Joy Wong has an MDiv from Fuller Theological Seminary, a BA in English from Princeton University, as well as four years’ experience in industrial distribution management. She is a contributing author to Mirrored Reflections: Reframing Biblical Characters, published in September 2010.

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Photo by `*•.¸Whimsy¸.•*´

By Sarah D. Park

I’ve never really understood what it meant to be proud of your hometown.

At church, I remember how my parents would always ask their peers where their hometown was in Korea, and with that knowledge, they could deduce certain conclusions about that person’s education, temperament, and even cooking skill. (What’s up, Jeolla-do.) (more…)

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Photo taken at Yosemite National Park

By Liz Chang

I can’t remember the last time I’ve ever used that word, MAGNIFICENCE. When I think about the word, it assumes a next-level quality. It’s not like the words “awesome” or “great” that get tossed about in day-to-day use. Could you imagine someone confirming plans with you and saying, “Magnificent!”? I can’t.

Magnificent feels more like a word that is reserved for extravagance, royalty, and supreme significance. There’s a glorious quality about magnificence. When something is magnificent, it is beyond average, beyond typical, beyond meeting expectations. It is above and beyond. It is abounding, grand, awe-inspiring, and divine. (more…)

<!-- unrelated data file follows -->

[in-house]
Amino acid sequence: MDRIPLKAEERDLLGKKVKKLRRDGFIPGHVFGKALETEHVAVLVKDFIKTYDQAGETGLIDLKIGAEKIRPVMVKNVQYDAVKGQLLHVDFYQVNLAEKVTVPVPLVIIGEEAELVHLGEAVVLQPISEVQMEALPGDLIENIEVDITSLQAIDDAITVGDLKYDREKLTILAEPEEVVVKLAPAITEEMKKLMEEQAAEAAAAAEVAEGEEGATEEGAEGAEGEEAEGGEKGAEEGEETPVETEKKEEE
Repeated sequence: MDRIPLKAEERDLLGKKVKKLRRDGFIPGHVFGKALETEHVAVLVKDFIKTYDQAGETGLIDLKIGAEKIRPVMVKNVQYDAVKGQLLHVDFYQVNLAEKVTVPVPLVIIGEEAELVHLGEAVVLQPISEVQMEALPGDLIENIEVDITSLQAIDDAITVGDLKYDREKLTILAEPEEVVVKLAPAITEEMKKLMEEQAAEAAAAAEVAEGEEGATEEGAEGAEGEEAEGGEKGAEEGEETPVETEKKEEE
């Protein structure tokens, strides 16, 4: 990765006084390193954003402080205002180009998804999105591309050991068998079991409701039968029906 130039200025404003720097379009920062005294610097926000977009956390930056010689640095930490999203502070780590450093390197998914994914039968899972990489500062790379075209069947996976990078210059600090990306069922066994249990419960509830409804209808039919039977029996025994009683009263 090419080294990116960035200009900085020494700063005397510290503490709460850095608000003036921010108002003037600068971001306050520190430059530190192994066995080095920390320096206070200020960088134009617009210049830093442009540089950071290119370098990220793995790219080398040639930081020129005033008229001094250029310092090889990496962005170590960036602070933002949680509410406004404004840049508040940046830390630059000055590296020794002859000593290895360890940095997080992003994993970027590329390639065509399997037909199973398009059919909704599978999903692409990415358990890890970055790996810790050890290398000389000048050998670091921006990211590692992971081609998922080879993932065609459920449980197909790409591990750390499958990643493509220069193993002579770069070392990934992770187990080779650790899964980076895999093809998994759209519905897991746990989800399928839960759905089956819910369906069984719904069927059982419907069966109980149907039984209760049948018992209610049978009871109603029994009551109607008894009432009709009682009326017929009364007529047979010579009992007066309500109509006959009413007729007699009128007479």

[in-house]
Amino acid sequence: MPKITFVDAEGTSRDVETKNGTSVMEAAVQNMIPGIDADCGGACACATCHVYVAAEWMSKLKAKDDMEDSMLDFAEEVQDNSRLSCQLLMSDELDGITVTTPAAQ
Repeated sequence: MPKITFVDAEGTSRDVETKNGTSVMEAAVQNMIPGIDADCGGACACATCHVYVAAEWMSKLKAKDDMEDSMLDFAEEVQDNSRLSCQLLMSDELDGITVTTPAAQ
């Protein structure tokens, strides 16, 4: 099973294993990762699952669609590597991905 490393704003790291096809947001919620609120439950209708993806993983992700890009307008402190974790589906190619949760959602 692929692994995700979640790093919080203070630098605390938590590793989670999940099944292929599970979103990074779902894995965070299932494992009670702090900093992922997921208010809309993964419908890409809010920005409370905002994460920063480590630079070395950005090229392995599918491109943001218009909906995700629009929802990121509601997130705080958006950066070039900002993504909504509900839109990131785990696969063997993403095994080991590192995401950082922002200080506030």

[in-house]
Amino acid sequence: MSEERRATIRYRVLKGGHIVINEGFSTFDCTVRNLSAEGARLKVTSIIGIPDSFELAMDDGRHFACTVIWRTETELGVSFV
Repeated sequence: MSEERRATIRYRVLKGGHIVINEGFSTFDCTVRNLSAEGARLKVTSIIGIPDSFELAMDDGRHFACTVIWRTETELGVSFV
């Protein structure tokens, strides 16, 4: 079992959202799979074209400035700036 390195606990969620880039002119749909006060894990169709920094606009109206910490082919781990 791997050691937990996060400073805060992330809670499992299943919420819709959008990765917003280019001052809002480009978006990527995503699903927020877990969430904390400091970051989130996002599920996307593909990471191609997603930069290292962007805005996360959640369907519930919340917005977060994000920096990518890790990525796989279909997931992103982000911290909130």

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Photo by Michael Kanstrup

By Sharon Lee Song

In their book, unChristian: What a New Generation Really Thinks about Christianity…and Why It Matters, David Kinnaman and Gabe Lyons found, based on their poll results, that non-Christians think that Christians are judgmental, hypocritical, homophobic, too political, insensitive, and boring. (more…)

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By April Yamasaki

When I completed my pastoral ministry last fall, our Vietnamese church-within-a-church planned a special farewell service on Thanksgiving Sunday. I had been part of the ministry support team when the church was first planted, part of the visioning for the church to develop in the context of the main congregation where I served as lead pastor. (more…)

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Photo by Wendy Darling

By Diana Kim

“Sin is not ended by multiplying words, but the prudent hold their tongues.”
-Proverbs 10:19
“Those who guard their mouths and their tongues keep themselves from calamity.” -Proverbs 21:23

“Why are you so abrasive?” “You should present yourself in a calmer demeanor.” (more…)

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Photo by daveynin

By Tina Teng-Henson

I never set out to be a pastor. It has simply been the next step of obedience in my following after Christ. My motherhood has felt similar. It was the general hope but the specific plan was not hashed out in great detail. Buying a house last month also happened with that same blend of hope, intentionality, openness yet epistemological uncertainty about how, when, if, why and whether it would actually occur. (more…)